Two weeks ago it seemed an unlikely bet that the B.C. government would accede to the request by shíshálh Nation to change the official name of Madeira Park to salalus. The community had spoken: they did not want the change.
They had good arguments on their side. The name Madeira Park was well established and had historical significance that still resonated with the descendants of the mixed Portuguese-Indigenous pioneers who settled there over a century ago.
Last week’s vandalism obliterated the effect of those reasonable appeals and shifted the focus completely. The actions of “a very ignorant few,” as Chief Warren Paull described them, made big headlines in Vancouver, brought down condemnation from cabinet ministers in Victoria, and surrendered to shíshálh Nation, as the injured party, all the moral high ground. The province will now look at the shíshálh name-change request through the lens of not caving in to racist intimidation.
So yes, the night scrawlers who declared war last week on totem poles, highway signs and proper English have almost certainly guaranteed that Madeira Park will soon be officially renamed salalus.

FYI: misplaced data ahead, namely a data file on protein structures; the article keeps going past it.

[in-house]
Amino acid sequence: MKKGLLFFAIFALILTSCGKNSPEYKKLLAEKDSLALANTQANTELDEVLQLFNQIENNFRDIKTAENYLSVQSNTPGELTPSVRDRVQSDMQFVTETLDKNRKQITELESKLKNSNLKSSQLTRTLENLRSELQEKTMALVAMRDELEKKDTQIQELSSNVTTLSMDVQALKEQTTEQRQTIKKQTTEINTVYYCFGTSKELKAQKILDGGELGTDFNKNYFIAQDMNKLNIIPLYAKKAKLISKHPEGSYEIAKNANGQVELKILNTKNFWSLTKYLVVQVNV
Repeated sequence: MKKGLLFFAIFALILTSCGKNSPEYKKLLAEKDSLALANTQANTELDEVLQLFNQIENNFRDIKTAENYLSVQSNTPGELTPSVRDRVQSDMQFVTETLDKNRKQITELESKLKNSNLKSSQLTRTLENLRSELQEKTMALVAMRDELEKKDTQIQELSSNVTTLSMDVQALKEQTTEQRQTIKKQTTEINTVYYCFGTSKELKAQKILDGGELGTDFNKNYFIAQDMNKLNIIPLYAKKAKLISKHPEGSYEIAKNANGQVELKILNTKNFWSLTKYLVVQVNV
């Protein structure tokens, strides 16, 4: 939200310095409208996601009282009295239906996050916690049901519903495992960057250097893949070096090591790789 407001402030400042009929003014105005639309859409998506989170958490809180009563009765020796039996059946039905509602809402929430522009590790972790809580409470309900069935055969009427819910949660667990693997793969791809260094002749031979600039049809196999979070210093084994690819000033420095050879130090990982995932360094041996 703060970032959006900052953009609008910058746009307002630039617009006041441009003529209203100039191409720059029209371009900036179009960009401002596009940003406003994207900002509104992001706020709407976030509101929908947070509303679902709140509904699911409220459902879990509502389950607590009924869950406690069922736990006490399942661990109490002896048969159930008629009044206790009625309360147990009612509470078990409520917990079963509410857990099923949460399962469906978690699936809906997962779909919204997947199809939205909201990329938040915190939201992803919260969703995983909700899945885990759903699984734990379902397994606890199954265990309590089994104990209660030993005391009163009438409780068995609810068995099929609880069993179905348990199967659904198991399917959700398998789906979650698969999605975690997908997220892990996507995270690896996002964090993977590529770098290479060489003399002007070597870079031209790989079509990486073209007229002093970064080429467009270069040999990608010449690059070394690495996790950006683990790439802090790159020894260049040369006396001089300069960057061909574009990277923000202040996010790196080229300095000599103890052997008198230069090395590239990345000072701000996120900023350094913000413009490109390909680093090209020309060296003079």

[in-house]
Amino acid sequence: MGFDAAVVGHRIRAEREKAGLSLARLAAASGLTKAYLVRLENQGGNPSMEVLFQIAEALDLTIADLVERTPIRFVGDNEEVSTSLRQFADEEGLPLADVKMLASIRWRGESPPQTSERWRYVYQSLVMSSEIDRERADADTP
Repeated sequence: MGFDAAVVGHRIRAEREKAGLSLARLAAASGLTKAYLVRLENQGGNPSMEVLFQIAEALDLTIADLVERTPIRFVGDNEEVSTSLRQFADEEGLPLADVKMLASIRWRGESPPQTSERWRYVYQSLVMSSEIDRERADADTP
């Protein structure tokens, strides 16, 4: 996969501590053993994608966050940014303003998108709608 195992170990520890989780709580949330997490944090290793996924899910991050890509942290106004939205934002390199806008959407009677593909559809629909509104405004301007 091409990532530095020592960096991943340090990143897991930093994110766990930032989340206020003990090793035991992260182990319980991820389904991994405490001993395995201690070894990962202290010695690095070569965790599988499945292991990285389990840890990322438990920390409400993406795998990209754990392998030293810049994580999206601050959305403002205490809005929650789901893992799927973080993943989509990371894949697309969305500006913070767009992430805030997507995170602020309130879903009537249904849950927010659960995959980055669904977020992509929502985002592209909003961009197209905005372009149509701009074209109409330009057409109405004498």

By painting the word “conquered” on a road sign, they engineered the defeat of their own cause, assuming the preservation of Madeira Park as the community’s official name is their cause.
In the case of the banner strung between the school’s two welcome poles, the cause is apparently a broader one. It has to be, because no statues of the listed historical figures can be found on shíshálh Nation territory. The threat to topple “ur totem’s” if “George/Stanley/or John A” are manhandled must be aimed at B.C. First Nations in general, although no one, Indigenous or otherwise, appears to be calling yet for the removal of George Gibson, George Vancouver or Lord Frederick Stanley, and it was Victoria city council that removed John A. Macdonald’s statue from city hall two years ago.
“We try to make sense of the messaging, and it’s really not possible,” School District No. 46 superintendent Patrick Bocking summed up the situation in an interview with CBC News. “It’s just not carefully thought through, and of course it seems to be coming from a really unfortunate attitude about how things are worked through in a community.”
You can say that again, Mr. Bocking. And while we’re at it, we should all be setting aside a little time to work on our pronunciation of salalus.